Family: Barberry [Berberidaceae]


Berberis

Epimedium

Mahonia



[BERBERIS] Barberries

The Berberis genus contains 10 shrubs that escape into the wild in the UK. They varying in height from 1m to 3m. Most are much more likely to be found in gardens, parks and as municipal hedging. There are a great many different cultivars of Berberis and the Author has not necessarily been able to identify the plants with 100% certainty. But even if the ID is slightly in error, they do look like the ones shown.

Most have straight spines on the twigs, some spines are simple whilst others are conjoined at the base to others, often set at right-angles in a 3-partite arrangement. Some species can have spines that are between 3-partite and 7-partite. Most have small yellow flowers with 5 petals that do not open properly, and 5 cupped sepals that may open as wide as 180° and look like a beetle just about to fly off (albeit one with 5 wings). Only a few have either orange petals (Darwin's Barberry) or yellow with red blotches (Thunberg's Barberry). The shrubs are bisexual.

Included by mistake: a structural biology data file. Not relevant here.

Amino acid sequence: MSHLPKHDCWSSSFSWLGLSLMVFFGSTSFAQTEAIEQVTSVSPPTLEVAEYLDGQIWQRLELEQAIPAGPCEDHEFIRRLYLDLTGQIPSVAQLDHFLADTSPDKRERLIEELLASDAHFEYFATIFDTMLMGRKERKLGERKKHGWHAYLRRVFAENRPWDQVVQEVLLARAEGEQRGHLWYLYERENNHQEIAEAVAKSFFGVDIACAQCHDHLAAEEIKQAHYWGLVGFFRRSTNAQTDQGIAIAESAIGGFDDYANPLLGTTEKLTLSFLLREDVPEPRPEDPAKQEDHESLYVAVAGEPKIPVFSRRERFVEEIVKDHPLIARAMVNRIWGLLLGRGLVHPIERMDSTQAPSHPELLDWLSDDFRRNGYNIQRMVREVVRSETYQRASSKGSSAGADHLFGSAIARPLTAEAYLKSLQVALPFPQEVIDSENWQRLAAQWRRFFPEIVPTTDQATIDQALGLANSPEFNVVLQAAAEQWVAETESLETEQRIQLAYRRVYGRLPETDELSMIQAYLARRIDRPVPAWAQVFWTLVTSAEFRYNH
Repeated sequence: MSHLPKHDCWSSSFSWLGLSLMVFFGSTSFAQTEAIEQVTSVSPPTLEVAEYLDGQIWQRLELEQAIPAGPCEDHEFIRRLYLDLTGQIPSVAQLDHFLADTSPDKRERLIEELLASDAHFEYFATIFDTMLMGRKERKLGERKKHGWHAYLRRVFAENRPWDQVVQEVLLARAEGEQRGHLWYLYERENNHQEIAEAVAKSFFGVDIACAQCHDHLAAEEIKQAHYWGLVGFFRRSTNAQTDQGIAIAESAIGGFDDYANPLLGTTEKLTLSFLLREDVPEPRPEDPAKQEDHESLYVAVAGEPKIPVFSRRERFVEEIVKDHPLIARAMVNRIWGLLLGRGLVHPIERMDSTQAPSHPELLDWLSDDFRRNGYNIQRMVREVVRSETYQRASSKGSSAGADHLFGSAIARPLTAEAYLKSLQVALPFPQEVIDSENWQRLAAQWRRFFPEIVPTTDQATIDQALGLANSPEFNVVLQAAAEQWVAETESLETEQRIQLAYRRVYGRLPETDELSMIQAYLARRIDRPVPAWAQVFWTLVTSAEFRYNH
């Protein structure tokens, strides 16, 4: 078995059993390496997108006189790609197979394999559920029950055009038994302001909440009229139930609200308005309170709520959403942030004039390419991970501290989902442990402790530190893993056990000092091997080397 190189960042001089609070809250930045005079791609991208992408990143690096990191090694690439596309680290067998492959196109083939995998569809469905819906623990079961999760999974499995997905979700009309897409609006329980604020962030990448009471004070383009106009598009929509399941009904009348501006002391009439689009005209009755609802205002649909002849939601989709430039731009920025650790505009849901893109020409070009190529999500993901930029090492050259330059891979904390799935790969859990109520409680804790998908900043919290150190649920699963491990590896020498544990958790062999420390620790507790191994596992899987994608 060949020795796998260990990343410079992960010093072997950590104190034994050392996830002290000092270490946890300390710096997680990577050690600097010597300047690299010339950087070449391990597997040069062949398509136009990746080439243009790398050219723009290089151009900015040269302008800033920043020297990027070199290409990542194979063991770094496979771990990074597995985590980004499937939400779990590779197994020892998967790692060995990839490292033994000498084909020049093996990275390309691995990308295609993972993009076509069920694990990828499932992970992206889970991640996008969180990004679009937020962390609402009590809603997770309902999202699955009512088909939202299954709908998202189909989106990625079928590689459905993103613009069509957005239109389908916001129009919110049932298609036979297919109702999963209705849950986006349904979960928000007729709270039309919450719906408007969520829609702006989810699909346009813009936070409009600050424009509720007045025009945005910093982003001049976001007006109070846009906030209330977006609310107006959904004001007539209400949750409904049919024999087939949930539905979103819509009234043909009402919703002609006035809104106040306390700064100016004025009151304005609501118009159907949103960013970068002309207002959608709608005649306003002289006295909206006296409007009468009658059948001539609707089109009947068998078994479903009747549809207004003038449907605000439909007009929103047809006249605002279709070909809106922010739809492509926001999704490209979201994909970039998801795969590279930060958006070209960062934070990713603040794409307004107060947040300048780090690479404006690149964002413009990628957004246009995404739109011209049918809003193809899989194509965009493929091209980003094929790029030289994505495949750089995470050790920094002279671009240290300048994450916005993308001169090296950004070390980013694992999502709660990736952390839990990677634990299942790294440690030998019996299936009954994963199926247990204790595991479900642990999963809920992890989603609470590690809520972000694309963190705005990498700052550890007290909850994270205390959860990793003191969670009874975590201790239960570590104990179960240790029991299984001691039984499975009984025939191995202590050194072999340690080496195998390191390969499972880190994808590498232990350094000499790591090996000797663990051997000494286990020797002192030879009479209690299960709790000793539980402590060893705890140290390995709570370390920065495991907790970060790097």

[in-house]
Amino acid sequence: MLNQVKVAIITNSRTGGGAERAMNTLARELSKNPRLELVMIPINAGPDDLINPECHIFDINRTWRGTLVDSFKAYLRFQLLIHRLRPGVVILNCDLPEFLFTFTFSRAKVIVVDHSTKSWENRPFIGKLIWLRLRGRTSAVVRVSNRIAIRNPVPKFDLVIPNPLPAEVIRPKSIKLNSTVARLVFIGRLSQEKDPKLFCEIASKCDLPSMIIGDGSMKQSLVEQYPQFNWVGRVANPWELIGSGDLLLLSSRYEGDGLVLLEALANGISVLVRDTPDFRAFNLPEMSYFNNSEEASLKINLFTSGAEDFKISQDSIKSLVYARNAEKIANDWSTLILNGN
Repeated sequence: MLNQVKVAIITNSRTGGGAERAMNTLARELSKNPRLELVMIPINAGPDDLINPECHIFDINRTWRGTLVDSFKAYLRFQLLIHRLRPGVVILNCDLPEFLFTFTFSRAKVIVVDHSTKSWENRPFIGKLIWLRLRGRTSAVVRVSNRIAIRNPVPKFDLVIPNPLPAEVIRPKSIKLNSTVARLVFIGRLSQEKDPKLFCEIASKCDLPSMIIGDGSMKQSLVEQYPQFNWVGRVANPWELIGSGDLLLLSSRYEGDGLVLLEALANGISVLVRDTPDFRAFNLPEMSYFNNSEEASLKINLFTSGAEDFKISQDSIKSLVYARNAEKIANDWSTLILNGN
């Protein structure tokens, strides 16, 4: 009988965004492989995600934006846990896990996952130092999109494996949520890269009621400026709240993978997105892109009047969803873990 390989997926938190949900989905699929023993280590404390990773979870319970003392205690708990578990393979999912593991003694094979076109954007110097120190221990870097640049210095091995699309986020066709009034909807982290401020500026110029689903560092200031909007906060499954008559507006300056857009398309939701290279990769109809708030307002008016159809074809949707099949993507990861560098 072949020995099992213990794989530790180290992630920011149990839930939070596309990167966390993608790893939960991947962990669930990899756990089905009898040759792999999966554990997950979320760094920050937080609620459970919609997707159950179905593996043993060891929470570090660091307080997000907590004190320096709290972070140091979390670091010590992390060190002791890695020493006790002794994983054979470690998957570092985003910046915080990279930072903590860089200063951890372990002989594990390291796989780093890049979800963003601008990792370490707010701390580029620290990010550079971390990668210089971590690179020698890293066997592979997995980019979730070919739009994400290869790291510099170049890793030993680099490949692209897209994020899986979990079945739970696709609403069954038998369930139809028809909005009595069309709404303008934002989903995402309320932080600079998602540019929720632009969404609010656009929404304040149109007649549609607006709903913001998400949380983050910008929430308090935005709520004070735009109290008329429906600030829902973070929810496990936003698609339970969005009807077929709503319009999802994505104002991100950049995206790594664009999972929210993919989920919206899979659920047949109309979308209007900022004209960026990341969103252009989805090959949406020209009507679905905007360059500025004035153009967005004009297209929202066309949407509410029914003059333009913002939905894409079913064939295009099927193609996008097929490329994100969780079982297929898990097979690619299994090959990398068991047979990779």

The berries of most species are blue-black when ripe, some exhibiting a bluish bloom like those of Sloe, but some are red instead (such as Barberry and Thunberg's Barberry). The berries are usually edible but acrid. The shape of the berries (whether round, oblong, balloon-shaped or mis-shapen) and the shape and length of the style protruding from the far end are identifying features. The leaf shape, the sheen (or lack of thereof) and the colour are also useful in identification.

Barberry (Berberis vulgaris) Photo: © RWD

Mrs Wilson's Barberry (Berberis wilsoniae) Photo: © RWD

Chinese Barberry (Berberis julianae) Photo: © RWD

Darwin's Barberry (Berberis darwinii) Photo: © RWD

Thunberg's Barberry (Berberis thunbergii) Photo: © RWD

Hedge Barberry (Berberis × stenophylla) Photo: © RWD

Family: Barberry [Berberidaceae]

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